LETTER TO THE EDITOR: Central Michigan University needs to focus on student-centered advising
The Central Michigan Life editorial titled “Don’t let CMU overwhelm you” focuses on a central argument that, in my mind, presents a real hurdle to overcome for student success.
It is advising.
In 2011, a collaborative effort was initiated between Central Michigan University’s Office of Information Technology and the Registrar’s Office to advance advising by establishing a degree audit system.
I was an advocate of this initiative and assisted in my role as interim associate dean and, later, a faculty member. The goal was to make transcripts and degree progress available to students and advisers in real time.
For me, the model for this effort was the Banner Advising System, a software program I became familiar with when I taught at the University of Idaho. I found the program to be intuitive and effective, allowing for posting midterm grades, access to a student’s academic history and an adviser approval mechanism for class registration.
Why the need for mid-term grades and registration approval?
To assure students would meet with their adviser every semester — to discuss progress up to and including the current semester, address challenges with future course offerings and to demonstrate real, tangible support and concern for student success before they registered for the following semester.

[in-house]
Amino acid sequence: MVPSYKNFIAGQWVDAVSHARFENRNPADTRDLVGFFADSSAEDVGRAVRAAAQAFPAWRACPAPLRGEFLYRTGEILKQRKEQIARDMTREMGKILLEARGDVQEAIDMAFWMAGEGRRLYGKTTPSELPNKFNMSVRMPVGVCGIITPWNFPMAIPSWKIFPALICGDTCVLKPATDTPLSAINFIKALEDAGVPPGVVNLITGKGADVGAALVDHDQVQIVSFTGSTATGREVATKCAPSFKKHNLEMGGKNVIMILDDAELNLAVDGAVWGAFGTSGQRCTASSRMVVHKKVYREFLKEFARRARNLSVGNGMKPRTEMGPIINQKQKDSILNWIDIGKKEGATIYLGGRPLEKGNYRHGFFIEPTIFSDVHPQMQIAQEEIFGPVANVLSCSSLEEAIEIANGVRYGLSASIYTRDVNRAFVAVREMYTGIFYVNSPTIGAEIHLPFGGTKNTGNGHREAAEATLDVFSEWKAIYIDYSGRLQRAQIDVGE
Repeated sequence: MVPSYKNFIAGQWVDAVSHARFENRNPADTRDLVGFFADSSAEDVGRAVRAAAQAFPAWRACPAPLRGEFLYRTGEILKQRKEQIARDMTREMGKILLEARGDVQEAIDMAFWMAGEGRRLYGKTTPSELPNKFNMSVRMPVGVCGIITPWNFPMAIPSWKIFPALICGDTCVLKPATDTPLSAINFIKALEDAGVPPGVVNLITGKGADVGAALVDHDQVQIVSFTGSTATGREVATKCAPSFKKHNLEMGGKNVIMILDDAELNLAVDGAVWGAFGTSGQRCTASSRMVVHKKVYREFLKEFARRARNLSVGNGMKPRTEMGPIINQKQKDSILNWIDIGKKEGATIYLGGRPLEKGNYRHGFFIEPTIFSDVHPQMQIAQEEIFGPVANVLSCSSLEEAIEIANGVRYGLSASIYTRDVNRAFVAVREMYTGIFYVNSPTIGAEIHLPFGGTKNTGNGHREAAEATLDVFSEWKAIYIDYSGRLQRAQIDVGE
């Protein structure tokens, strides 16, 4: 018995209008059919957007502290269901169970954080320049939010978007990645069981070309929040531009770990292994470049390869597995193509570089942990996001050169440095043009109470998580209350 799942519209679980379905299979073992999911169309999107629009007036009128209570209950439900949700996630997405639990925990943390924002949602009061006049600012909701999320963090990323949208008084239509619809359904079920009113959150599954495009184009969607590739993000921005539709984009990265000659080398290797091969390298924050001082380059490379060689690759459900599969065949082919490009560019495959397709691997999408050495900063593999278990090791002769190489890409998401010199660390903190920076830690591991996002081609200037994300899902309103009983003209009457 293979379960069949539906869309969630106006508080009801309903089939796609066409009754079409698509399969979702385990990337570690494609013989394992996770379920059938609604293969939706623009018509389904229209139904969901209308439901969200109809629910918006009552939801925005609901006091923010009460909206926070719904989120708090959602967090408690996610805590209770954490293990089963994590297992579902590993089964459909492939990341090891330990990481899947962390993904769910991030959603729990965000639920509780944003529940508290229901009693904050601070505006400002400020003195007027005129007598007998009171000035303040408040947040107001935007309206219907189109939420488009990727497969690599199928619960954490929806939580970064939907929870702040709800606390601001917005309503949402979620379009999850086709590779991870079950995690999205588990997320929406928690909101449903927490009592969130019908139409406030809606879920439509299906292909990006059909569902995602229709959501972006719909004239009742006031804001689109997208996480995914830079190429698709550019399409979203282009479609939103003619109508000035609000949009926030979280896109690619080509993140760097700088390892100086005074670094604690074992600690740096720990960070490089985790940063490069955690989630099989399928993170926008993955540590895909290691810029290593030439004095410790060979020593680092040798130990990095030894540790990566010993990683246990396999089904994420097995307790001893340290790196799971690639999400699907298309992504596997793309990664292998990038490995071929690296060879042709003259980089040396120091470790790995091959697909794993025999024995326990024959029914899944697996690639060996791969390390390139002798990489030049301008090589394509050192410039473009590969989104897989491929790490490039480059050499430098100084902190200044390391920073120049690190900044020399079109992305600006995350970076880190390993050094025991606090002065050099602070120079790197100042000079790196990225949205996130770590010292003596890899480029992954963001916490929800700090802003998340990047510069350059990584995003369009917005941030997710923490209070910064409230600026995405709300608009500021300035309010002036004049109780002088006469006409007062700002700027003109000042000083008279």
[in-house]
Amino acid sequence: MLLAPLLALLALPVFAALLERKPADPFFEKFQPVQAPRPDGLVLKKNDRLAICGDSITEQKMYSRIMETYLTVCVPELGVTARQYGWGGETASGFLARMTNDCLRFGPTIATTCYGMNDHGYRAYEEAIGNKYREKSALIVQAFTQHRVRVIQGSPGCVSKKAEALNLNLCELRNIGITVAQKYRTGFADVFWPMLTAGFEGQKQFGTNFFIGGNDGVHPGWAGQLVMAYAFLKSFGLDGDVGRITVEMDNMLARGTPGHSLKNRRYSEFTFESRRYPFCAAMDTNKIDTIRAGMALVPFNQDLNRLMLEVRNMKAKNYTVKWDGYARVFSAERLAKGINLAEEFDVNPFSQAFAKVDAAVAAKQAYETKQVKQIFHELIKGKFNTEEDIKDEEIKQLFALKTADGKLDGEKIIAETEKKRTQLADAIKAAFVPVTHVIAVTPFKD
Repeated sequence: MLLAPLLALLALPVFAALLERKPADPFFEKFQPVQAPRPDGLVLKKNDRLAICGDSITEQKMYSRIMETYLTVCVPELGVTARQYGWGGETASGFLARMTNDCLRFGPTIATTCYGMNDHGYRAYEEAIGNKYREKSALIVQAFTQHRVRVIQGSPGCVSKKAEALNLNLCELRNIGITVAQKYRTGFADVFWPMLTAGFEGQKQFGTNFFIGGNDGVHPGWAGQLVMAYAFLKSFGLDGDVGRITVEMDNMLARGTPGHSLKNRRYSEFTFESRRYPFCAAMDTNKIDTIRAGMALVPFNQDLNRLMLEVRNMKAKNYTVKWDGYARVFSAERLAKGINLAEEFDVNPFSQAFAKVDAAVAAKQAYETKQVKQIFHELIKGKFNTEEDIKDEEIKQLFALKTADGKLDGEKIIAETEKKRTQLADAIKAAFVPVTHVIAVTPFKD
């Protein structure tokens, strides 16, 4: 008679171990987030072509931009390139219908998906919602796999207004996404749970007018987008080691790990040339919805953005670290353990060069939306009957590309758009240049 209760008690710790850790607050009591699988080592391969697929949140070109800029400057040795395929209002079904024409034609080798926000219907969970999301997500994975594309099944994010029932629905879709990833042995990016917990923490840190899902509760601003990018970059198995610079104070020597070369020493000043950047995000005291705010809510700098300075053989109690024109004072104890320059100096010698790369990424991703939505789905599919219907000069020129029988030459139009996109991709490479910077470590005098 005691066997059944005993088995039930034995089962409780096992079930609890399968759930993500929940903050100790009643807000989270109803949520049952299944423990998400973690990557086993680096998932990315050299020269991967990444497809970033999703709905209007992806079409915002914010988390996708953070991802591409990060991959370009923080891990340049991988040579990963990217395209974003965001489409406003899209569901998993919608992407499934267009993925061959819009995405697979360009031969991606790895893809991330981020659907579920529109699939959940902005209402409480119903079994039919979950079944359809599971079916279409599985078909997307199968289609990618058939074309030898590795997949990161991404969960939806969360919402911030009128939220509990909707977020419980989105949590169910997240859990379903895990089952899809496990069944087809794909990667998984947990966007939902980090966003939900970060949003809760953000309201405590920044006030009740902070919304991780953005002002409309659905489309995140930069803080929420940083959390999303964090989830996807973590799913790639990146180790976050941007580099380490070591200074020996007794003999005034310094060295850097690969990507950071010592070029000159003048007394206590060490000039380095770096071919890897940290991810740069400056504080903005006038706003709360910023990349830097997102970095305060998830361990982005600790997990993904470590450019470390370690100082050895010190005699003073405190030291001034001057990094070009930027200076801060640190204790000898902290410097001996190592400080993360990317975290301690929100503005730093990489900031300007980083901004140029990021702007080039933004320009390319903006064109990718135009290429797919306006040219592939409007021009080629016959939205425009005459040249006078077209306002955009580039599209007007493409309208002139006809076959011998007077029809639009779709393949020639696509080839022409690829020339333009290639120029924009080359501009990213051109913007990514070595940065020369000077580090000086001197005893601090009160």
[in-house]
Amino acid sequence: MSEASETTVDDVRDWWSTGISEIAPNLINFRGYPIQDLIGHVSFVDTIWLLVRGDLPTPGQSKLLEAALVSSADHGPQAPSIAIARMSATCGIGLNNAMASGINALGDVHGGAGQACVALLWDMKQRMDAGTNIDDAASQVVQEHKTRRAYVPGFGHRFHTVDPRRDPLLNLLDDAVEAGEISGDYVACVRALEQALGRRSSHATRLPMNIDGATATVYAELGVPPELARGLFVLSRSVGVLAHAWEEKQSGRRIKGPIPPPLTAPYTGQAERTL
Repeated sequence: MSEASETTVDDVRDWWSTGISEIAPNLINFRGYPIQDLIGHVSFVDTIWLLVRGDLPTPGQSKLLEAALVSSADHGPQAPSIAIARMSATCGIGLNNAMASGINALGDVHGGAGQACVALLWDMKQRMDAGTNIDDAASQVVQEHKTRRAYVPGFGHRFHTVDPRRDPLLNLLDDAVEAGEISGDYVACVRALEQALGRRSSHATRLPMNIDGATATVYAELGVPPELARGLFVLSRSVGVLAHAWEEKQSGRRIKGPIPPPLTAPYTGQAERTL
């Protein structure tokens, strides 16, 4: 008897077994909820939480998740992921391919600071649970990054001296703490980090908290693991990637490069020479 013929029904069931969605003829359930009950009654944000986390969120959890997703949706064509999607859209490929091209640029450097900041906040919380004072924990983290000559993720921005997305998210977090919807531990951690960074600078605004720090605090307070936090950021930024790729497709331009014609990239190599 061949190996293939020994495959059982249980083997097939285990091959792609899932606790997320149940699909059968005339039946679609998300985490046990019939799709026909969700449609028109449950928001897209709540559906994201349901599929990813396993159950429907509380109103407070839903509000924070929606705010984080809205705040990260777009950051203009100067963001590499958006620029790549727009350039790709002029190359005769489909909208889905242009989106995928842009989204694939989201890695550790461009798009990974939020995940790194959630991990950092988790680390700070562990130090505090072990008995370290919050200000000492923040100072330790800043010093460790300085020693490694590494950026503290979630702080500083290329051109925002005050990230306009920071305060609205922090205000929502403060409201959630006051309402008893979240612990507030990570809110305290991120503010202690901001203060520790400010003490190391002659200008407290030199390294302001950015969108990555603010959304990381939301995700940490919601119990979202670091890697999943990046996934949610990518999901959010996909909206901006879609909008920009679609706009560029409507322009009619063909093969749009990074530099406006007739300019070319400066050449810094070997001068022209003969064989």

What has become the CMU ‘Advising Admin’ was built on Systems, Applications and Products in data processing (SAP).
Simply put, it lacks the functionality of a system such as Banner.
Whenever I suggest moving to a more proactive advising system, many administrators and faculty colleagues respond with everything from a blank stare, to declarations of walkouts and threats of culture wars.
Not many seem interested in implementing a proven advising system universities in Michigan and throughout the country have been using for decades.
Informal discussions with students concerning a more proactive advising approach typically results in a split response. Half see some merit in semester meetings with their adviser and the other half see it as a hassle. It seems to me, increasing face-to-face time with students to discuss their progress, challenges and goals is a great way to nurture student success and increase retention rates.
This is entirely in keeping with CMU’s 2017-2022 Strategic Plan.
Students should not be held accountable for every word in the Academic Bulletin and should be guided by the experienced and knowledgeable faculty in their degree majors.
Admittedly, high levels of advising occurs in pockets around campus. The fact that advising at large is addressed broadly via an editorial in the student paper is an indication that something significant is amiss.
We can do better. For the sake of our students, we must do better.
Professor, Art & Design